LOS ANGELES (Variety.com) – In the year between last year’s European Film Market and this year’s virtual confab, new streaming entrants have begun shaking up the content landscape in Europe in unprecedented ways. While players such as Netflix, Amazon and even Disney Plus — now a year into its European reign — have enjoyed a head start, WarnerMedia has big plans ahead for HBO Max, its new streaming service that promises to lean into the might of the storied brand while crafting a mass appeal service that can grab a younger demographic.
Hannes Heyelmann, head of programming for EMEA at WarnerMedia, oversees the programming strategy as well as acquisitions for HBO Max, HBO and other linear channels in the region. While HBO Max is set to launch in Latin America’s 39 markets in June, a European launch across the Nordics, Spain and Portugal will follow later in the year, followed by Central and Eastern Europe.
“The goal is to be in 190 markets across the world,” says Heyelmann, speaking exclusively to Variety during the European Film Market’s Content Strategies event. “It’s just a matter of when because there are existing distribution and content licensing agreements in place that we need to factor in and look at the existing market conditions. But it’s full steam ahead.”
The roll-out raises complex questions about distribution for all the U.S. studios — not only WarnerMedia. Namely, do they sacrifice key content licensing deals in order to have exclusivity in important markets? In Germany, for example, Comcast-backed pay-TV operator Sky has an output deal in place for HBO content, much like its U.K. pact. Will those deals come to an end?
“HBO content is a very important part of the HBO Max offering, and Sky in Germany has been a long-time partner of taking some of that content and the first-pay movies — they’re our partner for years to come,” assures Heyelmann.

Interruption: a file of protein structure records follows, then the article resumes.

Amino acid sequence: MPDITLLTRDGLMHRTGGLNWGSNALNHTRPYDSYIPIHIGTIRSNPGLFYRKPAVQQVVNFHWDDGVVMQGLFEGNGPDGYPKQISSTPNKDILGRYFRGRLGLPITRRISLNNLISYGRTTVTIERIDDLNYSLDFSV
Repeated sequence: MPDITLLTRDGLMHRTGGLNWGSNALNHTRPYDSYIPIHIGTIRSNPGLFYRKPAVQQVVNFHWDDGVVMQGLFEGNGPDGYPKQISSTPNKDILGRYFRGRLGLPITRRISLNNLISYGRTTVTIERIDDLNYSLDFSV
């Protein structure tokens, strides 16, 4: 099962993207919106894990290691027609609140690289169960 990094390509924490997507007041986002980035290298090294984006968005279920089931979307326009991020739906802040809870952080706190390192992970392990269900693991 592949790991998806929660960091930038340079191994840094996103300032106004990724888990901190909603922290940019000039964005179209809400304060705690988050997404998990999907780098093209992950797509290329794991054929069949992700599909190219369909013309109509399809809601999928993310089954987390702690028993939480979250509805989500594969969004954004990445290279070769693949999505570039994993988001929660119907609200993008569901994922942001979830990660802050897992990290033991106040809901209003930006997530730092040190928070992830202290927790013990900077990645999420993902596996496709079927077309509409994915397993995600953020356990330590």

However, the executive notes that without HBO programming, “HBO Max wouldn’t be the same.”
“Once programming and distribution agreements expire, we have so much great content at WarnerMedia — the tentpoles and franchises we want as exclusive for HBO Max,” Heyelmann says. “That’s the way it is in the U.S. and Latin America, and when we bring it out in Europe, there [should be] a big amount of exclusivity on the service, particularly when it comes to our own WarnerMedia programming.”
Anke Greifeneder, VP of original productions for German-speaking territories, oversees commissioning and programming for channels such as TNT. The executive notes that the arrival of HBO Max means that she can widen her outlook when commissioning, keeping the SVOD launch in mind.
“We will broaden it out to look at genres we haven’t looked at before,” Greifeneder says. A wish list includes big IP focused on fantasy, horror, thrillers and young adult fare. “It’ll be a mix that’s still quality-driven, with content that’s fresh and in the zeitgeist.”
The most local-language scripted fare that eventually lands on HBO Max will need to be serviceable for other European markets, explains Heyelmann, who adds that the platform will also commission non-scripted content. “We’re really start looking at true crime and reality shows, as well as documentary series — the whole range of original programming,” he notes.
On the film side, WarnerMedia made waves last year when it revealed plans to launch its entire 2021 movie slate on HBO Max. For international, and specifically Europe, Heyelmann says it will be a “case by case” basis, that will be informed by the pandemic’s toll on cinemas. He points to the “Wonder Woman 1984” PVOD release in Germany on Sky alongside cinemas as one example of a rollout that was necessary for that market given COVID conditions.